Six-year-old Bellamy Hermmann sat in a chair that could have held three of her comfortably and rolled up her pink sleeve, exposing a tiny arm. Out came the needle, and the nurse promptly sunk it into Bellamy’s left arm. Barely even a flinch.
Bellamy — along with her older brother, 10-year-old Brody — were among dozens of children who walked into the county health department’s Northeast Clinic to get the child-sized dose of the COVID-19 vaccine on a recent weekday afternoon.
The process is familiar to adults and teens who’ve been vaccinated. The nurse asks if there’s a history of allergic reactions, tells them to wait 15 minutes after the shot just in case they experience a reaction.
Adults probably pay less attention to the oversized world map on the wall that has pictures of animals on every continent, and there isn’t a loving caretaker to pinch their arm in an attempt to relieve some pressure from the needle. One father had to reassure his young son at the registration table that the vaccine is safe.
Now that the Pfizer vaccine is available for 5- to 11-year-olds, about 1.3% of the state’s children in that age range have received their first dose as of Nov. 10, according to the state health department. Just over half of everyone who’s eligible for the shot are considered fully vaccinated.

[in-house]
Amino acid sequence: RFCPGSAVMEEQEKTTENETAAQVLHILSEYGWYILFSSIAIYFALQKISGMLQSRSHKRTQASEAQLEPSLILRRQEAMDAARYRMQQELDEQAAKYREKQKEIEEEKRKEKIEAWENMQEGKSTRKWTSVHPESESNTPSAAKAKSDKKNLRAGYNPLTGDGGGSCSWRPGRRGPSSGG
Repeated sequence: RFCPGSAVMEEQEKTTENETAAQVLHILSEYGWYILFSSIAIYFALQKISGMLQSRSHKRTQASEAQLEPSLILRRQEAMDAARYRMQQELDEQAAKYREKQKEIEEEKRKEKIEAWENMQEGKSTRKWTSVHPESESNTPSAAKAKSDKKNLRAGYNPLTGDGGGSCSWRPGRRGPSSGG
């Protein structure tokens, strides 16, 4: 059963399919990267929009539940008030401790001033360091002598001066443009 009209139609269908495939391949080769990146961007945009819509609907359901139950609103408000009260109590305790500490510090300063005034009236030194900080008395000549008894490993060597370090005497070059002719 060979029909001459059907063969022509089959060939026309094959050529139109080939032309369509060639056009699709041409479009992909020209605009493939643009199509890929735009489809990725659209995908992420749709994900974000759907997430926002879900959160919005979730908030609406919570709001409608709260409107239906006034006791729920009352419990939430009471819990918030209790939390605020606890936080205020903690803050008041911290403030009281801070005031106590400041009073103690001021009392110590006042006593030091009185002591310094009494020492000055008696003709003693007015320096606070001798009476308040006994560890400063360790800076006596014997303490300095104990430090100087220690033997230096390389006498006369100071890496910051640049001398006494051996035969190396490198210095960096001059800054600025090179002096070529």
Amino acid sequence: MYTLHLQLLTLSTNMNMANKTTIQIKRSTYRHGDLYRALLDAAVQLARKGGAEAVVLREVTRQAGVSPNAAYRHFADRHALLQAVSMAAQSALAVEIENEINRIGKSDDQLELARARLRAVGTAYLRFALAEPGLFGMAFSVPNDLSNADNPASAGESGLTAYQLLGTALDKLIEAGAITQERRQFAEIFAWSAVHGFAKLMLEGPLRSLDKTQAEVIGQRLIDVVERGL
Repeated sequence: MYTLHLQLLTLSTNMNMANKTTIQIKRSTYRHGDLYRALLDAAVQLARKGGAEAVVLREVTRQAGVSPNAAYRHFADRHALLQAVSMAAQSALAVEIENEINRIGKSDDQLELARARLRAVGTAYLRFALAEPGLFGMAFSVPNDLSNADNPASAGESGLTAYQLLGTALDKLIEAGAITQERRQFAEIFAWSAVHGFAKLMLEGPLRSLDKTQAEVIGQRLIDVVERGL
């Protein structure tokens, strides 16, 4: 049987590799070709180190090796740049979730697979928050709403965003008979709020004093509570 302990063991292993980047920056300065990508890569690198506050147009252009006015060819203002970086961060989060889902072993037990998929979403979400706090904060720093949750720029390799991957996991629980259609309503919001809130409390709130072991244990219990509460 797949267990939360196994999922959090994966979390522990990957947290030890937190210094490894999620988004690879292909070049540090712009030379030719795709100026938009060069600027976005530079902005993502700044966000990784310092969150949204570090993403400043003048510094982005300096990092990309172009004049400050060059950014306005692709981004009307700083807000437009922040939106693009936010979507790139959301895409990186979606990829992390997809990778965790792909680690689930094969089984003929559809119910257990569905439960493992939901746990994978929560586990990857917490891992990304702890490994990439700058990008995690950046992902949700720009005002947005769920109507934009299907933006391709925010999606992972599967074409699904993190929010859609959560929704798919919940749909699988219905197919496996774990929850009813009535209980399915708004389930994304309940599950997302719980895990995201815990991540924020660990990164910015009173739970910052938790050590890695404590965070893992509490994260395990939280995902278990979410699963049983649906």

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The Hermmann siblings know why they left school a little early to get the shot.
“I hate COVID,” Brody said.
Brody fidgeted a bit while the nurse worked on the computer after giving his sister the vaccine, but he said it didn’t hurt. He got his flu shot recently, so maybe he was used to the pinch.
Bellamy said it hurt, but she got the vaccine so she can “be safe.”
County health department Director Dr. Virginia Caine said getting 5- to 11-year-olds vaccinated represents an “excellent chance” to get to the other side of the COVID-19 pandemic. She said the next best opportunity to see progress in health data is likely late January.
“If we can reach a substantial number of this age group, I think we stand a good chance of taking control and curtailing this infection,” Caine said.
The health department should have at least one pediatrics-only vaccine clinic open next week, Caine said, and a second one should open by December. That’s because the health department has noticed adults are taking up vaccine slots that officials assumed would go mostly to younger children at this point.
Caine said the health department may consider mass vaccination clinics in some schools if there isn’t adequate access for younger children.
Contact staff writer Tyler Fenwick at 317-762-7853 or email@example.com. Follow him on Twitter @Ty_Fenwick.